As parents everywhere will attest, the most frequent and difficult question to answer is without doubt ‘why?’. From an early age people want to know the cause or driving force of everything and it’s often the hardest question to answer.

It’s certainly a challenge when trying to identify how artificial intelligence (AI) algorithms drive uplift. We know the uplift is there, it’s clear to see from quarterly results that entertainment campaigns on average see 151% uplift, retail 135% and technology 96%. But where it becomes more difficult is in establishing the individual factors which have produced this uplift.

Each time an impression is about to be served information is pulled from trillions of data points which are stored in a Data Management Platform. This data can be broken out into factors such as gender, age, household income, operating system, device manufacturer, device models, battery life, how a device is charged, weather, home location, office location, location habits (how often does someone travel and where to for example), which apps are downloaded, which sites are visited, which time of day promotes the most interactions etc. The list goes on.

A huge amount of data is processed to determine how likely a user is to interact with any given ad at any given time. AI makes it possible to take all the data available to technology providers and transform it into actionable insights which allow campaigns to be served to the users who are most likely to engage with a piece of content at that moment in time.

Factors such as the time of day, device and user profile will have an impact on how likely a campaign is to generate an engagement. Broadly speaking these factors can be ranked as to importance, but this will certainly vary from campaign to campaign and may even change throughout the course of a day. For example, a campaign for a summer drink like Pimms will probably be largely dependent on the weather while user behaviour might be a more significant factor for a Game of Thrones trailer. Different elements will have more or less influence depending on the advert.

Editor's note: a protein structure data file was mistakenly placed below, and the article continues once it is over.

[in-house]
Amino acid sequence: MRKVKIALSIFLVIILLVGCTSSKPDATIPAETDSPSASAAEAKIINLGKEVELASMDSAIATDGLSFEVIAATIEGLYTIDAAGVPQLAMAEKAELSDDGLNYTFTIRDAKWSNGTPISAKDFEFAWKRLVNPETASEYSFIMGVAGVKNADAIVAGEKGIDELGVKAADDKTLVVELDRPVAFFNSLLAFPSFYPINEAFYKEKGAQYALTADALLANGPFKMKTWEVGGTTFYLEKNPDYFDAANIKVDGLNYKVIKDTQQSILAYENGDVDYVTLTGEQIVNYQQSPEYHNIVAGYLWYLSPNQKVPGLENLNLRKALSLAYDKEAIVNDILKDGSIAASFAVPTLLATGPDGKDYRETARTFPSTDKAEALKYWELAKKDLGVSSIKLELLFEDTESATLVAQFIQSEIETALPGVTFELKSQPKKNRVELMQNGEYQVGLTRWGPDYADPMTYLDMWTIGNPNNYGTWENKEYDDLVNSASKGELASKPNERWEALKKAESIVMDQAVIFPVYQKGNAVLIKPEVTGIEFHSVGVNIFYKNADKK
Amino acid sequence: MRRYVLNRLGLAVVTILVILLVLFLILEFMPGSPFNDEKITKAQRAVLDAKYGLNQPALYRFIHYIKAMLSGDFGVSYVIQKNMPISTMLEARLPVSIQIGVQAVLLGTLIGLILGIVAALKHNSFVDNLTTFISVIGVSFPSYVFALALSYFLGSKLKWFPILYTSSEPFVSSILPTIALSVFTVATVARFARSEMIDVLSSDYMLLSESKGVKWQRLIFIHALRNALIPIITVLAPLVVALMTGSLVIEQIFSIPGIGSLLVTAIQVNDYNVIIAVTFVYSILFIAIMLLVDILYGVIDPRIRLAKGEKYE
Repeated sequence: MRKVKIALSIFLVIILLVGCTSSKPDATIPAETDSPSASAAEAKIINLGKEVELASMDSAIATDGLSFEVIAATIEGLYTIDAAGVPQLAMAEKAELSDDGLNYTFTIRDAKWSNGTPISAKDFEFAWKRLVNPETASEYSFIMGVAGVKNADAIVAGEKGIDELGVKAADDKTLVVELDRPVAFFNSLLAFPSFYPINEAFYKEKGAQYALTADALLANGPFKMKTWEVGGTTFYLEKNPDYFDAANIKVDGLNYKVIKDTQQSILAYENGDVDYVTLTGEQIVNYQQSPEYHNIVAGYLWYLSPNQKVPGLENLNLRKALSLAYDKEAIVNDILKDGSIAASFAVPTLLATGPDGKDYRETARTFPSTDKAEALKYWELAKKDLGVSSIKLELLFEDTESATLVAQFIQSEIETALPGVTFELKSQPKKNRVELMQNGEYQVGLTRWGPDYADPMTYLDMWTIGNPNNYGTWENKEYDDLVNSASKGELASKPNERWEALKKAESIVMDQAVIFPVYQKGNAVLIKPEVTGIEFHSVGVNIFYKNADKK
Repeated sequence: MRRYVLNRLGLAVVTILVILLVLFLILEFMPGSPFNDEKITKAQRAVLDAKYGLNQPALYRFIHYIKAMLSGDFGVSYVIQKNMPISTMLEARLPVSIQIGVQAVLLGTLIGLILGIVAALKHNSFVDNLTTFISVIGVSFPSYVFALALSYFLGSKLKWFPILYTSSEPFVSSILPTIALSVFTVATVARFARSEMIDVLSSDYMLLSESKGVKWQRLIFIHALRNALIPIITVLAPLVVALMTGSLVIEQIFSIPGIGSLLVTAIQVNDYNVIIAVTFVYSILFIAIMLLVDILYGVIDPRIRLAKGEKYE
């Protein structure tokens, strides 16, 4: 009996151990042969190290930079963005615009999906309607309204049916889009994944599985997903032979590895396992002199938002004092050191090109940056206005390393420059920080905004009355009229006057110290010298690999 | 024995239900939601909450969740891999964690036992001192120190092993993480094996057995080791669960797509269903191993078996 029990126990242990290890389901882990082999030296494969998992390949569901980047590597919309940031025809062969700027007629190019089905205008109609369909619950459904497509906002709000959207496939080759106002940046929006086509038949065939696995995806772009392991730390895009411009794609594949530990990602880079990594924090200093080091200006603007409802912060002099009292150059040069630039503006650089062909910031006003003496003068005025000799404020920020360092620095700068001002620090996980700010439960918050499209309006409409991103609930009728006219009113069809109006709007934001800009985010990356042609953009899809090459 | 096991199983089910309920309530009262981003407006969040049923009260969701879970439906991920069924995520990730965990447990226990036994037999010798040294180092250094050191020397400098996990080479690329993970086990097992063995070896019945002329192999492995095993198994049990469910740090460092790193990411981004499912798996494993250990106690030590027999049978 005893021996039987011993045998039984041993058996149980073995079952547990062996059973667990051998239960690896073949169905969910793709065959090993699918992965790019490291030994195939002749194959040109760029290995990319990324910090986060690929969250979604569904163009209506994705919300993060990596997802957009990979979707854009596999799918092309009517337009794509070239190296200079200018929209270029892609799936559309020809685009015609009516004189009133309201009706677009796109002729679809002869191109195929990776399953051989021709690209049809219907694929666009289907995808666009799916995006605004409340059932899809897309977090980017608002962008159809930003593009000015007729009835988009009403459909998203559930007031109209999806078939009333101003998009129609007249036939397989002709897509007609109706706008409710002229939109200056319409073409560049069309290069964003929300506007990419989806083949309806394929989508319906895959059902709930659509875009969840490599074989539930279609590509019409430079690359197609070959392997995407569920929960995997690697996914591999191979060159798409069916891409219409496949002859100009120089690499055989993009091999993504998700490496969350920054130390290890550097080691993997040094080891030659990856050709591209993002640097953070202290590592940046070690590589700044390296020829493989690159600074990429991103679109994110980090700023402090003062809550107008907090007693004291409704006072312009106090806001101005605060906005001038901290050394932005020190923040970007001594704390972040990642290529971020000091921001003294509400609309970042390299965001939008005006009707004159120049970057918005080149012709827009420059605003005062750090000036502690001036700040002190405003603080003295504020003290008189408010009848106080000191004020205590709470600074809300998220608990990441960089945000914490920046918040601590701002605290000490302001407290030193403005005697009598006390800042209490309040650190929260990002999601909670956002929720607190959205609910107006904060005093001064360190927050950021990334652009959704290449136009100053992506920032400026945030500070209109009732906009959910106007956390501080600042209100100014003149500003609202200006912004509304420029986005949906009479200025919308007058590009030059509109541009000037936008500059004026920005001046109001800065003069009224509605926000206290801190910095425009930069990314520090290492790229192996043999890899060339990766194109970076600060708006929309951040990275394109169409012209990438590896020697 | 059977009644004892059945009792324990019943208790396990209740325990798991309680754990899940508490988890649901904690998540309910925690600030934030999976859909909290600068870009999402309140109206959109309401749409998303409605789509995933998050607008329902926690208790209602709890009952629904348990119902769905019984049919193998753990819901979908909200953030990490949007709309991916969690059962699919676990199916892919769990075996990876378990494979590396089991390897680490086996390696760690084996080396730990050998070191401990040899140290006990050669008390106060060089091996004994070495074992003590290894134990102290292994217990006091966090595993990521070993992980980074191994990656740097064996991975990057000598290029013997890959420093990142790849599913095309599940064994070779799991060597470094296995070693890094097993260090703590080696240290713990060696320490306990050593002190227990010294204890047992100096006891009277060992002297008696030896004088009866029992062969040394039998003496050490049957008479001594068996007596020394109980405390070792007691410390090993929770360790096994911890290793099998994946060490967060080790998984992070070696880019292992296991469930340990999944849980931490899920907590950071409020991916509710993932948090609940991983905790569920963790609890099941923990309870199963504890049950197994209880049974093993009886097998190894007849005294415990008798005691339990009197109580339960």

However, that does not mean that secondary factors are not important. Each factor will have an impact on each campaign to some extent, and removing any one of those factors could make a significant difference to a campaign’s performance. For example, weather might be the most significant factor in determining engagement in an advert for Pimms.

But consider that location data could be used to target regular Tesco shoppers where the drink is on offer, user behaviour could identify people who have engaged with similar content in different environments or engaged with advertising when using a particular app. Remove any of these pieces of information and it becomes harder to target the users who are the most likely to engage with the advert.

If we break out key driving factors for each campaign and isolate them then there is a risk a significant factor, which could dramatically alter campaign results, is not identified as important. AI is able to hold each of these factors in perfect balance to attain significant campaign optimization. By analysing huge volumes of data across a wide range of factors AI is able to improve campaign results.

When looking at ROI, AI allows campaigns to be optimized across a range of KPIs - CTR, VCR or post click events (app installs etc). Having tested this, across all the campaigns run using AI, CTR was improved by an average of 130.8%, VCR by 70.8% and Post Click Events by 103.9% compared to each campaign’s control which did not use AI. This means that brands received more interactions with their content, not by using different publishers, formats or creative, but by using AI to identify and exploit patterns in behaviour which were the most likely to generate a desired outcome.

By improving the results of campaigns across all metrics and delivering adverts to users who are the most likely to engage it’s possible to improve brand metrics and deliver real return on investment for brands using AI.


By Stephen Upstone, CEO and founder, LoopMe

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